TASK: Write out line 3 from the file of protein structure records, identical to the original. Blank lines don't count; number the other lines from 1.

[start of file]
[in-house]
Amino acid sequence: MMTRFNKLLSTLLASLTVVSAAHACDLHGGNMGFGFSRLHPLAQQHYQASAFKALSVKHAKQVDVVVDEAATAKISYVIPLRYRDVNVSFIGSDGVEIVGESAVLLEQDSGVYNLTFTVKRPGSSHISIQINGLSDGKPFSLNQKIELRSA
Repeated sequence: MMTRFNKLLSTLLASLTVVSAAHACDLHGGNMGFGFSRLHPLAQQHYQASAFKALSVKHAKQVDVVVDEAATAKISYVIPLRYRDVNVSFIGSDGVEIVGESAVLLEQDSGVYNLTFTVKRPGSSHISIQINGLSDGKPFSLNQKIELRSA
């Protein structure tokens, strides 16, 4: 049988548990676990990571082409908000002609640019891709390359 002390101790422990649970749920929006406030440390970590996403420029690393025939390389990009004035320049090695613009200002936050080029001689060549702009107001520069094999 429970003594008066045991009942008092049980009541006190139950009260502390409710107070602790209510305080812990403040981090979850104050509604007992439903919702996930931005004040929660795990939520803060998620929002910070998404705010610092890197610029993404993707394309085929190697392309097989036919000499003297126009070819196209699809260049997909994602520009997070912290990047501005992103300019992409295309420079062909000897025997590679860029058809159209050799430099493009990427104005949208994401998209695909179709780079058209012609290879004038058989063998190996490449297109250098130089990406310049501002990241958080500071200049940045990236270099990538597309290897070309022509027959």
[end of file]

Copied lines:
Repeated sequence: MMTRFNKLLSTLLASLTVVSAAHACDLHGGNMGFGFSRLHPLAQQHYQASAFKALSVKHAKQVDVVVDEAATAKISYVIPLRYRDVNVSFIGSDGVEIVGESAVLLEQDSGVYNLTFTVKRPGSSHISIQINGLSDGKPFSLNQKIELRSA